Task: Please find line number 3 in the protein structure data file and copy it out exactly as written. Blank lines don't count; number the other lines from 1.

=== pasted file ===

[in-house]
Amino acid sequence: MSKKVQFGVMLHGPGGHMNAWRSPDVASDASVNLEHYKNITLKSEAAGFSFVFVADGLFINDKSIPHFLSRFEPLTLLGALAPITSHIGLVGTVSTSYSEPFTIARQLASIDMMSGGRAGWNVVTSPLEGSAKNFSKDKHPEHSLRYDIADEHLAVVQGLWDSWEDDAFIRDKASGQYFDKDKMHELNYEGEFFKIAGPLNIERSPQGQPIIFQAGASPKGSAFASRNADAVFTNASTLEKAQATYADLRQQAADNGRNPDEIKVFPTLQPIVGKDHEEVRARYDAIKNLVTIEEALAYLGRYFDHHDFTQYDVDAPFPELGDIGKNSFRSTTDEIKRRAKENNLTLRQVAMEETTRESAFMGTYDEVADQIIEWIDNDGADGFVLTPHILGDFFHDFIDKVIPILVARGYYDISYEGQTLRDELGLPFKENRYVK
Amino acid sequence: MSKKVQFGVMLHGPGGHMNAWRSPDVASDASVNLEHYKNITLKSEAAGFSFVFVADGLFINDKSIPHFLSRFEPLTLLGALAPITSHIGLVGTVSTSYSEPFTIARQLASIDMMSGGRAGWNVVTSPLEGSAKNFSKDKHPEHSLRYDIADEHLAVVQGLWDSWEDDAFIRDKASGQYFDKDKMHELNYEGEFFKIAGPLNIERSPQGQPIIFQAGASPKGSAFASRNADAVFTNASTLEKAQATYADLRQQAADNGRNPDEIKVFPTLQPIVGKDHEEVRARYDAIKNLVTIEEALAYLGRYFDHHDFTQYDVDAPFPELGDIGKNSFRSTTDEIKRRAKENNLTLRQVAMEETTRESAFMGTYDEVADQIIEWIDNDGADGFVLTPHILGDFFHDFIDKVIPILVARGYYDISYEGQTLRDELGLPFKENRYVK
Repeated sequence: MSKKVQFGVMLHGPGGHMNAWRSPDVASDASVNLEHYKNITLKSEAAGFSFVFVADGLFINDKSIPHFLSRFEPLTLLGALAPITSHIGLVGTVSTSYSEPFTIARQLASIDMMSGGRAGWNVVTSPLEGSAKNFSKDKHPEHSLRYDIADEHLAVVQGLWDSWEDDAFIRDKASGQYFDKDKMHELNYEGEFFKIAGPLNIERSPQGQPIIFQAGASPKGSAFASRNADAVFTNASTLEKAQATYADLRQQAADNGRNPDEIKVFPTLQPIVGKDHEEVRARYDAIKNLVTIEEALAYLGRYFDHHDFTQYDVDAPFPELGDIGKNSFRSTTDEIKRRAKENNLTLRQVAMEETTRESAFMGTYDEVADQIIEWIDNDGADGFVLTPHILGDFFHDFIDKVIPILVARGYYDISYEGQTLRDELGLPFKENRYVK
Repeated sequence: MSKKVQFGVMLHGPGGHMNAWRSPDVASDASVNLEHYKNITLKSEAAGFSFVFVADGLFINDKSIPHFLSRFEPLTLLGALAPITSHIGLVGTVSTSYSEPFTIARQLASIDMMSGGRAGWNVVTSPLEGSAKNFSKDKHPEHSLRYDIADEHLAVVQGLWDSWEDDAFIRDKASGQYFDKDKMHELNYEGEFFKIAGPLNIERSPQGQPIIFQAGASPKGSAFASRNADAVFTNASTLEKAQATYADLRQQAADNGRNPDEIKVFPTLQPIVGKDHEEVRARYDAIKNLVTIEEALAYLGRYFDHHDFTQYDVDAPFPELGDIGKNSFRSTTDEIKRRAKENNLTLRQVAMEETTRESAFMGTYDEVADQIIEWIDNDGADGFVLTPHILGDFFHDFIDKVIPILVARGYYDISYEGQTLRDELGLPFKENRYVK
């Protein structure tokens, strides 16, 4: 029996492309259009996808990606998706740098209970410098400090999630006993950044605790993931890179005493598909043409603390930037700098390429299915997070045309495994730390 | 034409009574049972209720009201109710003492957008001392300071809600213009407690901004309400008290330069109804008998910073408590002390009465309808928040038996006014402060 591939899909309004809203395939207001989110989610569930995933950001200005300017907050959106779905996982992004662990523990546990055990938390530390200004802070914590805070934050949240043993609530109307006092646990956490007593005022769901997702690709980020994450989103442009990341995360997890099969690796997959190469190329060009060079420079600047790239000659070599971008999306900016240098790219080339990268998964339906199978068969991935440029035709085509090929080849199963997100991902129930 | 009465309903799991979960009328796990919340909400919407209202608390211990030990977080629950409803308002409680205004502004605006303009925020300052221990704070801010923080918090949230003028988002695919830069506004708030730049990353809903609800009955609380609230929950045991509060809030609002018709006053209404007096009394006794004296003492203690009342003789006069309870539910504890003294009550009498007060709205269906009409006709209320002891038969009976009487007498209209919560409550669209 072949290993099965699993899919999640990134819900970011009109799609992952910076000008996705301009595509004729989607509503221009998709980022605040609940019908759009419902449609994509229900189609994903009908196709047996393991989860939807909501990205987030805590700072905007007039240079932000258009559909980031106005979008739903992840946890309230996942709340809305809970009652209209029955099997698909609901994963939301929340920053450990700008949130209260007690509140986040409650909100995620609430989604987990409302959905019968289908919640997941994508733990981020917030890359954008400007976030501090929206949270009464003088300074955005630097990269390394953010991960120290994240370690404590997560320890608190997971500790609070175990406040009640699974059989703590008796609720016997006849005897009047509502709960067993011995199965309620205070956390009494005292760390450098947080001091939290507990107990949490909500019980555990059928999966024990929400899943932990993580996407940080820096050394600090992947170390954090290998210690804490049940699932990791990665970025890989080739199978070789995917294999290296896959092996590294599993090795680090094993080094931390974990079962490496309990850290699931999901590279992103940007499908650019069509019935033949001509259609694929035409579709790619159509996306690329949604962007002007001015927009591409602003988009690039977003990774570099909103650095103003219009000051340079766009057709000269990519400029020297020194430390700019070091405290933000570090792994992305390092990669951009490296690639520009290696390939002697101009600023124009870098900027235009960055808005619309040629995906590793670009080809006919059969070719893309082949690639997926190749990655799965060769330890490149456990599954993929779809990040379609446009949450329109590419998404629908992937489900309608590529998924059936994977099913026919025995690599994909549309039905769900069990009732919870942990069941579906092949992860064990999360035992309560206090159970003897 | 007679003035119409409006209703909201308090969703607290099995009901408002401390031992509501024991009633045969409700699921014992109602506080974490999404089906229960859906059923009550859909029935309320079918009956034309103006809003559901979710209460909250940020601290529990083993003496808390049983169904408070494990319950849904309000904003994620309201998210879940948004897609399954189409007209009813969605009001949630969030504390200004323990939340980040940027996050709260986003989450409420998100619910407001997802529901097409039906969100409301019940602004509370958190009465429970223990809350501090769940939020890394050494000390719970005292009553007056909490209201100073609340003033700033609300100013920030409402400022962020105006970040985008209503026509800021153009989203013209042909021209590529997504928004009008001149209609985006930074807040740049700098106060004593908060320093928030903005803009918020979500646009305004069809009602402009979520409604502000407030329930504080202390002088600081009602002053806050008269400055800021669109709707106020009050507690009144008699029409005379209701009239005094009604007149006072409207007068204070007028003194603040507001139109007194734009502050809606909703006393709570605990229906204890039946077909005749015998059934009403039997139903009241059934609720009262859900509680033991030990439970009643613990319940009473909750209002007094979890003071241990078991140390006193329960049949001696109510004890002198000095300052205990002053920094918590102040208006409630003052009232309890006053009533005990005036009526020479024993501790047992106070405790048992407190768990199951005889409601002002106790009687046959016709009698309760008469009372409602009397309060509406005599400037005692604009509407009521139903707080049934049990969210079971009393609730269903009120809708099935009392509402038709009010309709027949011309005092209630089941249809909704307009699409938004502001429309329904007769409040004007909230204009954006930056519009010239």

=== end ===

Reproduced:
Amino acid sequence: MSKKVQFGVMLHGPGGHMNAWRSPDVASDASVNLEHYKNITLKSEAAGFSFVFVADGLFINDKSIPHFLSRFEPLTLLGALAPITSHIGLVGTVSTSYSEPFTIARQLASIDMMSGGRAGWNVVTSPLEGSAKNFSKDKHPEHSLRYDIADEHLAVVQGLWDSWEDDAFIRDKASGQYFDKDKMHELNYEGEFFKIAGPLNIERSPQGQPIIFQAGASPKGSAFASRNADAVFTNASTLEKAQATYADLRQQAADNGRNPDEIKVFPTLQPIVGKDHEEVRARYDAIKNLVTIEEALAYLGRYFDHHDFTQYDVDAPFPELGDIGKNSFRSTTDEIKRRAKENNLTLRQVAMEETTRESAFMGTYDEVADQIIEWIDNDGADGFVLTPHILGDFFHDFIDKVIPILVARGYYDISYEGQTLRDELGLPFKENRYVK